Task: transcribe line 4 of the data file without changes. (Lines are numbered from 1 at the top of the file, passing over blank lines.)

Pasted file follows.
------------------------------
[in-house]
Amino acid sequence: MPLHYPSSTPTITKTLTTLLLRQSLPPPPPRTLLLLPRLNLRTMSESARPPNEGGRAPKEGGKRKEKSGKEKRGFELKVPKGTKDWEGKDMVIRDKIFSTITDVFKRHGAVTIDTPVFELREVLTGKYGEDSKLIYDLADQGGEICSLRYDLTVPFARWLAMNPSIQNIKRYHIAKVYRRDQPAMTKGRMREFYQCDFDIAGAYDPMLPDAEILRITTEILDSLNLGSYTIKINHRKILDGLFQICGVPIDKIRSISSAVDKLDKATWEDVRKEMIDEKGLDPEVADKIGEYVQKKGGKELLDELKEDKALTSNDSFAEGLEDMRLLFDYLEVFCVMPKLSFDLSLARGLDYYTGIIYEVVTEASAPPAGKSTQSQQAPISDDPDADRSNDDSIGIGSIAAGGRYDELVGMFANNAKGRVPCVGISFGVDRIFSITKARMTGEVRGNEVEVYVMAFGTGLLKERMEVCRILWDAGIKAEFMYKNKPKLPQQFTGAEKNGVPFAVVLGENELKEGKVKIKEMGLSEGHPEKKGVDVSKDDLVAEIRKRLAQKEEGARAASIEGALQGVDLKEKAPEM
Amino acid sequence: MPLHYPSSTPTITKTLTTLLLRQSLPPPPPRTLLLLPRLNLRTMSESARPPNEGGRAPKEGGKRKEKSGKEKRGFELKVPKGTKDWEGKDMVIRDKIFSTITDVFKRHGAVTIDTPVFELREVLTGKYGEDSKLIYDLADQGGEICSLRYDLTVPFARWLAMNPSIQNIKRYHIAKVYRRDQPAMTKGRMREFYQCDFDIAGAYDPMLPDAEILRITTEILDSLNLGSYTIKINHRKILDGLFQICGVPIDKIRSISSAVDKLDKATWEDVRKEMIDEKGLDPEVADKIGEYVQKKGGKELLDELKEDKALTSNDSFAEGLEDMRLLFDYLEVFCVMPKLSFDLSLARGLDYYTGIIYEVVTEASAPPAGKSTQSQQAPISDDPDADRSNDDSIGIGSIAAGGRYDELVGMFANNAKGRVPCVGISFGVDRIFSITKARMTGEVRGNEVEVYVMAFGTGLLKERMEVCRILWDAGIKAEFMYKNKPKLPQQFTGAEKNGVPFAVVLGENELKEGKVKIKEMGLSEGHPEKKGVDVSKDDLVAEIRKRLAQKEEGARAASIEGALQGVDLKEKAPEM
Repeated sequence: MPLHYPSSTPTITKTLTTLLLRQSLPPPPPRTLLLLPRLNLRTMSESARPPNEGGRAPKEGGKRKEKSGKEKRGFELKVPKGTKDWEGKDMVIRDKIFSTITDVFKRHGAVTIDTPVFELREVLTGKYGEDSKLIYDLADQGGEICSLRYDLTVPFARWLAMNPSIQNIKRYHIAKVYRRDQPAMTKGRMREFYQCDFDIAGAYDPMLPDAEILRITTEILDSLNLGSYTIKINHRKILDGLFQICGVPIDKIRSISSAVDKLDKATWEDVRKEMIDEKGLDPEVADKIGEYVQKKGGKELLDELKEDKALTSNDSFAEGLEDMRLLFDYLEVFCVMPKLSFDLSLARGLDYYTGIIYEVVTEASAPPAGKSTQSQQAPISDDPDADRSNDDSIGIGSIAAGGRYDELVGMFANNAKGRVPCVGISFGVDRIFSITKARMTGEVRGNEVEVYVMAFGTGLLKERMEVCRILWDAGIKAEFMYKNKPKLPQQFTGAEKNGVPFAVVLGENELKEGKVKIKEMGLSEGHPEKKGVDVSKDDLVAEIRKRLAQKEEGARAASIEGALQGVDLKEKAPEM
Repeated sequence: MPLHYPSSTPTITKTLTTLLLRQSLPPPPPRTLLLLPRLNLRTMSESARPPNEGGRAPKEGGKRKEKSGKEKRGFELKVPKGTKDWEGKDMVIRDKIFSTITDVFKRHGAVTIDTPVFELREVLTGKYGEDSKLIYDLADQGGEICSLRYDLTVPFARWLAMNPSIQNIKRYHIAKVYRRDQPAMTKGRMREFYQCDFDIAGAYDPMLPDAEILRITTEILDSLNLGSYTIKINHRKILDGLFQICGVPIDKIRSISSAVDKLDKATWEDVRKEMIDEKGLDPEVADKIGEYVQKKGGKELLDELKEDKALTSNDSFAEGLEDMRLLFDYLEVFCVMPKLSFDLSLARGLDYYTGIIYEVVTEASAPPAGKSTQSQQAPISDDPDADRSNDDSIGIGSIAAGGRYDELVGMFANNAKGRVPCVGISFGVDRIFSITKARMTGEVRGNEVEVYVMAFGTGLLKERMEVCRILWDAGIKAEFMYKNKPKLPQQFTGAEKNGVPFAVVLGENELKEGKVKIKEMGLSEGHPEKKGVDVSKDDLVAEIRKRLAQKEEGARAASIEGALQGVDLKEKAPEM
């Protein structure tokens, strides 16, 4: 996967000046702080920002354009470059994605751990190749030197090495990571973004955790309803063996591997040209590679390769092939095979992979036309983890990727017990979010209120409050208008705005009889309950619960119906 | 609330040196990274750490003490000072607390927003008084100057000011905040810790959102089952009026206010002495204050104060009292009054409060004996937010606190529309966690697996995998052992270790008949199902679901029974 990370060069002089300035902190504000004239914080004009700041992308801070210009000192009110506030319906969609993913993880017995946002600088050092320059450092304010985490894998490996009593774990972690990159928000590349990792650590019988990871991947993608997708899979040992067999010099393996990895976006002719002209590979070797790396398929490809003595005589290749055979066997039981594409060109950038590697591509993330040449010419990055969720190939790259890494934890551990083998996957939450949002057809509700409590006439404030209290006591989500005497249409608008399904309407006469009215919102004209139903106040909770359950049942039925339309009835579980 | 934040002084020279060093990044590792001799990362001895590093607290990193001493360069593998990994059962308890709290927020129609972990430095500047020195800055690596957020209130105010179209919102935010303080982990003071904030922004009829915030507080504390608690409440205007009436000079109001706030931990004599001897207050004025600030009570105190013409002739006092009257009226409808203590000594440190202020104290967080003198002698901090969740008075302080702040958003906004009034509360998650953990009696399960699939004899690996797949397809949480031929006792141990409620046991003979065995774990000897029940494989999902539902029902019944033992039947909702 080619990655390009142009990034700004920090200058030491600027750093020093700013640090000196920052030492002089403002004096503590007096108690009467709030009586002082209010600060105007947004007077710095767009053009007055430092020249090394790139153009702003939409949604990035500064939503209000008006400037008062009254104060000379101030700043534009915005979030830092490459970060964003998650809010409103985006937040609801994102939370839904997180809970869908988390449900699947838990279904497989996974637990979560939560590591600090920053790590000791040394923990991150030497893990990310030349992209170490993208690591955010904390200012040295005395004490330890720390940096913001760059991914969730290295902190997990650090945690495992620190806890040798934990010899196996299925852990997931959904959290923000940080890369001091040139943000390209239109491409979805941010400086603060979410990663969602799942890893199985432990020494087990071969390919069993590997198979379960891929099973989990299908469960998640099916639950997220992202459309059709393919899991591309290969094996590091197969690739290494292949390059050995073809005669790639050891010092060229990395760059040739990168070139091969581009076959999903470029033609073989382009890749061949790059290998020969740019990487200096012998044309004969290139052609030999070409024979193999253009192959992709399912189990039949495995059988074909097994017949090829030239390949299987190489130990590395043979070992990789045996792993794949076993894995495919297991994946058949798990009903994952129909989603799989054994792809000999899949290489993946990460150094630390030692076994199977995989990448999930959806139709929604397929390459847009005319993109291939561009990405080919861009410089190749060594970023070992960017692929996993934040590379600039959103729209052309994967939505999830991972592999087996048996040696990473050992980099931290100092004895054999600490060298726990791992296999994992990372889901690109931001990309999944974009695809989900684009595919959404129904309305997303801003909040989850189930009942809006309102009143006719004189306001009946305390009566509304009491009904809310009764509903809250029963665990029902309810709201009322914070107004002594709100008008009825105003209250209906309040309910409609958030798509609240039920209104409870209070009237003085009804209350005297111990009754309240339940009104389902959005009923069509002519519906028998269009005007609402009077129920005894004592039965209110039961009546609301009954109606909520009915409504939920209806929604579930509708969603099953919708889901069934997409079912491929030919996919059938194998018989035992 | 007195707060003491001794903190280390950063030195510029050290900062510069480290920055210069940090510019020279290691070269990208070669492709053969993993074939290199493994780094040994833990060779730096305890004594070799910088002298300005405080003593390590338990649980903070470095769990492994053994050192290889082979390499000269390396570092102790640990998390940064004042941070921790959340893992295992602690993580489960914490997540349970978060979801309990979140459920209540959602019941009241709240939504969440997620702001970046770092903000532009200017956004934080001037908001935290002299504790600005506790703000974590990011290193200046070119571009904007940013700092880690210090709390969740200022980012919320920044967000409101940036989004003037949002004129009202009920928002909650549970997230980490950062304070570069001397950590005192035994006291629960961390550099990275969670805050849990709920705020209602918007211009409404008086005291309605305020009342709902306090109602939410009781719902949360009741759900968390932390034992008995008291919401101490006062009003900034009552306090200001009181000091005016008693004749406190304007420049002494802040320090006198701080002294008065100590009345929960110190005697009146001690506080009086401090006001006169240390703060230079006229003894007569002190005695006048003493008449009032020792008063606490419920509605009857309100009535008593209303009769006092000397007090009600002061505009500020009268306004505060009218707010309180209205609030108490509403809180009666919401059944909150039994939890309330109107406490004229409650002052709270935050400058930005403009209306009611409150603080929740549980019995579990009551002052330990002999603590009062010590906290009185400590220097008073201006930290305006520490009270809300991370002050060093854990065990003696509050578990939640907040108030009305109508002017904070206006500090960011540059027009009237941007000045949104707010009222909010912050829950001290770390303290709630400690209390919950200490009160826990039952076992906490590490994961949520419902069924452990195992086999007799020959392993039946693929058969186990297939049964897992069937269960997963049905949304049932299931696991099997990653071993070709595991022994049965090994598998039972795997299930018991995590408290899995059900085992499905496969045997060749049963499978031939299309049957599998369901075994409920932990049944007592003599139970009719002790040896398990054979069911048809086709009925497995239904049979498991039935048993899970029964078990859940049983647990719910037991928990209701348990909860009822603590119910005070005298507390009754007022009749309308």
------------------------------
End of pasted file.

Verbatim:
Repeated sequence: MPLHYPSSTPTITKTLTTLLLRQSLPPPPPRTLLLLPRLNLRTMSESARPPNEGGRAPKEGGKRKEKSGKEKRGFELKVPKGTKDWEGKDMVIRDKIFSTITDVFKRHGAVTIDTPVFELREVLTGKYGEDSKLIYDLADQGGEICSLRYDLTVPFARWLAMNPSIQNIKRYHIAKVYRRDQPAMTKGRMREFYQCDFDIAGAYDPMLPDAEILRITTEILDSLNLGSYTIKINHRKILDGLFQICGVPIDKIRSISSAVDKLDKATWEDVRKEMIDEKGLDPEVADKIGEYVQKKGGKELLDELKEDKALTSNDSFAEGLEDMRLLFDYLEVFCVMPKLSFDLSLARGLDYYTGIIYEVVTEASAPPAGKSTQSQQAPISDDPDADRSNDDSIGIGSIAAGGRYDELVGMFANNAKGRVPCVGISFGVDRIFSITKARMTGEVRGNEVEVYVMAFGTGLLKERMEVCRILWDAGIKAEFMYKNKPKLPQQFTGAEKNGVPFAVVLGENELKEGKVKIKEMGLSEGHPEKKGVDVSKDDLVAEIRKRLAQKEEGARAASIEGALQGVDLKEKAPEM